By Jake Dima
Maryland state legislators are gaining momentum to eliminate the state’s 1861 anthem that has ties to the Civil War-era Confederate themes.
“Maryland, My Maryland” referred to Union fighters as “the Northern scum” and lambasted former President Abraham Lincoln as a “despot” whose “heel is on thy shore,” according to the Associated Press. Lawmakers have pushed to do away with the century-old tune since 1974, but believe now is the time to remove the anthem for good amid racial justice protests that followed the death of George Floyd, the Associated Press reported.
“Confederate-sympathizing language is not representative of who we are as a state any longer,” Democratic state House Speaker Adrienne Jones said, according to the AP. “This session, we will pass legislation to repeal the state song so we can better reflect our current values of unity, diversity and inclusion.”
“We have come too far as a state and as a country to continue to embrace symbols of hate and division.”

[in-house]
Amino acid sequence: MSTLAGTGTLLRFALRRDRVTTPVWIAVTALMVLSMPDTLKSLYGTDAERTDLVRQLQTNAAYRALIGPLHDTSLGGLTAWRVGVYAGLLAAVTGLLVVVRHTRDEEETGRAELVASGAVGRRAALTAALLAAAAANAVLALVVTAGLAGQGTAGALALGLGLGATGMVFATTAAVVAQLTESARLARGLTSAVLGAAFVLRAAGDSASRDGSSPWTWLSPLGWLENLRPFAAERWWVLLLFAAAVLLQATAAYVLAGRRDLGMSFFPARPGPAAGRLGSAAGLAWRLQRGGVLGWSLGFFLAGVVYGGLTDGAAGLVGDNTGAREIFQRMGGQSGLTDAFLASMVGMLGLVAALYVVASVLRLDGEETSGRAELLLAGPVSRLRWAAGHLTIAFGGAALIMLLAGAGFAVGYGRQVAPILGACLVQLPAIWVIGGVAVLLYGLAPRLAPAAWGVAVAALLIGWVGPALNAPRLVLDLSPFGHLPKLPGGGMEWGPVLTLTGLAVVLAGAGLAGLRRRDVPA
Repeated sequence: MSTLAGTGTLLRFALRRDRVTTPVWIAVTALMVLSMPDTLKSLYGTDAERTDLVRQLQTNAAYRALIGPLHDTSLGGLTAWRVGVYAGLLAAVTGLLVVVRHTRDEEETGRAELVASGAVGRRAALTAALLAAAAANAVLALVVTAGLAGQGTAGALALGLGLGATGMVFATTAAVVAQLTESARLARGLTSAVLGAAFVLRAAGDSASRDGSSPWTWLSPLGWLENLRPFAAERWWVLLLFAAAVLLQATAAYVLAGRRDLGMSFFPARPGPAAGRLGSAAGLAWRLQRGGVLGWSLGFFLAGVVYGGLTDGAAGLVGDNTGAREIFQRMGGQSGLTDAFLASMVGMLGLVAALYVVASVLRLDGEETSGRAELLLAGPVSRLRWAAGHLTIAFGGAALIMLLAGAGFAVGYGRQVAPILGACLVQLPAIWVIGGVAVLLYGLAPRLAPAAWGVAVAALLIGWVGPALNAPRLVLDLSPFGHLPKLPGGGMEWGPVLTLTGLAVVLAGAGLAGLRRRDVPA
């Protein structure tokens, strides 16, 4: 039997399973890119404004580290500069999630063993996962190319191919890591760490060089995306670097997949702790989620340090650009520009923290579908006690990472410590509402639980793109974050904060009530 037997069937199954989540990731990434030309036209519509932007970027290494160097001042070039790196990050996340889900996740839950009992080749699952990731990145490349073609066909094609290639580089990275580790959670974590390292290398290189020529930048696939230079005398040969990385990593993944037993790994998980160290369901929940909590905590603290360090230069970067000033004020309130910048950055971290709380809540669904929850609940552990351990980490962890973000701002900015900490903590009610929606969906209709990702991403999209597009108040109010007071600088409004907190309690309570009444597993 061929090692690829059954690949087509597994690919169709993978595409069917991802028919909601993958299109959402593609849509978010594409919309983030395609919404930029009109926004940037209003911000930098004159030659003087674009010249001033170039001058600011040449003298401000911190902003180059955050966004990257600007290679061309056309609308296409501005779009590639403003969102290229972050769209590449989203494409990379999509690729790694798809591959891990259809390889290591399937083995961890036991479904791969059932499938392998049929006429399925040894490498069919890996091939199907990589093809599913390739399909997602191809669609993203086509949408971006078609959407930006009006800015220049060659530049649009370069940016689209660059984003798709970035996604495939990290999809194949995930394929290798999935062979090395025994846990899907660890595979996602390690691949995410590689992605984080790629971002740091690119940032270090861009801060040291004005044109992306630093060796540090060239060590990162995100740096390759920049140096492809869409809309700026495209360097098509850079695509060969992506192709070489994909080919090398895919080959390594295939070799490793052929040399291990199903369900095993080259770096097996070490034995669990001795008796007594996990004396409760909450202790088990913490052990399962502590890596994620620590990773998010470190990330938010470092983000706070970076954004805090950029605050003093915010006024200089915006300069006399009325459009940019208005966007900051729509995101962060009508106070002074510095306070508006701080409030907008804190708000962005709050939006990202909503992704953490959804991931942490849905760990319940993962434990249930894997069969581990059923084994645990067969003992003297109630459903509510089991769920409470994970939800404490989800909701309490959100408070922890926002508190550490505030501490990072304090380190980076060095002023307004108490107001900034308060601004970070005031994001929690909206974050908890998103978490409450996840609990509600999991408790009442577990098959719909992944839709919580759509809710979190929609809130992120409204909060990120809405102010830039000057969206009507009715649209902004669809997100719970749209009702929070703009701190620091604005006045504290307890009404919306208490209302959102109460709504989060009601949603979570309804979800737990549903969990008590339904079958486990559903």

After decades of debate, legislators in Maryland finally seem ready to repeal the state song. “Maryland, My Maryland” was written in 1861 as a call to arms for the Confederacy. https://t.co/kZMfuLU5zu
— ABC 7 News – WJLA (@ABC7News) December 29, 2020
Democratic state Sen. Cheryl Kagan said she’s “cautiously optimistic” that the song will be repealed in 2021.
“The challenge has been in the past acknowledging our history while also wanting to fix it and remove the offensive parts of our history,” Kagan told the news wire. “We can’t keep brushing this under the carpet and ignoring it.”
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